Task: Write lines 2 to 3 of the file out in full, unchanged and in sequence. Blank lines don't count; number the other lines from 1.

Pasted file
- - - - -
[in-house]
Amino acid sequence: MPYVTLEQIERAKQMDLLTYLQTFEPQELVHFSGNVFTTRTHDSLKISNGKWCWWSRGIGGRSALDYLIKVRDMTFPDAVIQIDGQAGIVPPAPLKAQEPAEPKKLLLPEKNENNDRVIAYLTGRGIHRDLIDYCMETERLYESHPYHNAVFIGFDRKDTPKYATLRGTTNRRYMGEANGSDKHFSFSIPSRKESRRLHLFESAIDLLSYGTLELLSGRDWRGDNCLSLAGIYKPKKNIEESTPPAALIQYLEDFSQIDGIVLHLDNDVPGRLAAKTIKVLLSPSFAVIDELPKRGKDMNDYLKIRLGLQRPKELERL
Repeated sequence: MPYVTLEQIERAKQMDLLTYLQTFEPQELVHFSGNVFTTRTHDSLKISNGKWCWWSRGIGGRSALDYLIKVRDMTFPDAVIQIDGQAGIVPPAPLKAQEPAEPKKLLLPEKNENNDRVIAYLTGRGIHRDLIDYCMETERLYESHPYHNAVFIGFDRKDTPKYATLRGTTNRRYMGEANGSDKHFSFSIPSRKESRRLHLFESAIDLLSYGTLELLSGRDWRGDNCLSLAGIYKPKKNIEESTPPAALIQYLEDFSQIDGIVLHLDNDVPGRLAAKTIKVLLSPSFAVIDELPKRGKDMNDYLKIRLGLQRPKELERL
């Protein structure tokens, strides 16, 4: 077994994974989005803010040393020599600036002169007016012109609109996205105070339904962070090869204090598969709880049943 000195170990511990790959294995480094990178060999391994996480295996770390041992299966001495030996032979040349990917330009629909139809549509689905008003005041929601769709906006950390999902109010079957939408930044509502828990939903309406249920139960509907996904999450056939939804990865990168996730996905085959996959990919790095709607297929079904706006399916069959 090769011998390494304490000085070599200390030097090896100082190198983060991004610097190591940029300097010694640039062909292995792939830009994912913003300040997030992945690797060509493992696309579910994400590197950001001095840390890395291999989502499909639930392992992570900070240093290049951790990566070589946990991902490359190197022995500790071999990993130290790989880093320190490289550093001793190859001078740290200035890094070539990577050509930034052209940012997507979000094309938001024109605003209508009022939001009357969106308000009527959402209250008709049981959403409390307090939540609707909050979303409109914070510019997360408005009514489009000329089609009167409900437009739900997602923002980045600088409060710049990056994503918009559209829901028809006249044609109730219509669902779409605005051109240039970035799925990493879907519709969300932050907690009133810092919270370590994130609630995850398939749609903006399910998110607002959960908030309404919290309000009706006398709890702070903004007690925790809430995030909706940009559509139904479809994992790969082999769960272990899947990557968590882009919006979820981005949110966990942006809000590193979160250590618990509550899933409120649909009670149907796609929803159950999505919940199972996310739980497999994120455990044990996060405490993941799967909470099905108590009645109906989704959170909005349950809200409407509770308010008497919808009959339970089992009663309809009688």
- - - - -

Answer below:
Amino acid sequence: MPYVTLEQIERAKQMDLLTYLQTFEPQELVHFSGNVFTTRTHDSLKISNGKWCWWSRGIGGRSALDYLIKVRDMTFPDAVIQIDGQAGIVPPAPLKAQEPAEPKKLLLPEKNENNDRVIAYLTGRGIHRDLIDYCMETERLYESHPYHNAVFIGFDRKDTPKYATLRGTTNRRYMGEANGSDKHFSFSIPSRKESRRLHLFESAIDLLSYGTLELLSGRDWRGDNCLSLAGIYKPKKNIEESTPPAALIQYLEDFSQIDGIVLHLDNDVPGRLAAKTIKVLLSPSFAVIDELPKRGKDMNDYLKIRLGLQRPKELERL
Repeated sequence: MPYVTLEQIERAKQMDLLTYLQTFEPQELVHFSGNVFTTRTHDSLKISNGKWCWWSRGIGGRSALDYLIKVRDMTFPDAVIQIDGQAGIVPPAPLKAQEPAEPKKLLLPEKNENNDRVIAYLTGRGIHRDLIDYCMETERLYESHPYHNAVFIGFDRKDTPKYATLRGTTNRRYMGEANGSDKHFSFSIPSRKESRRLHLFESAIDLLSYGTLELLSGRDWRGDNCLSLAGIYKPKKNIEESTPPAALIQYLEDFSQIDGIVLHLDNDVPGRLAAKTIKVLLSPSFAVIDELPKRGKDMNDYLKIRLGLQRPKELERL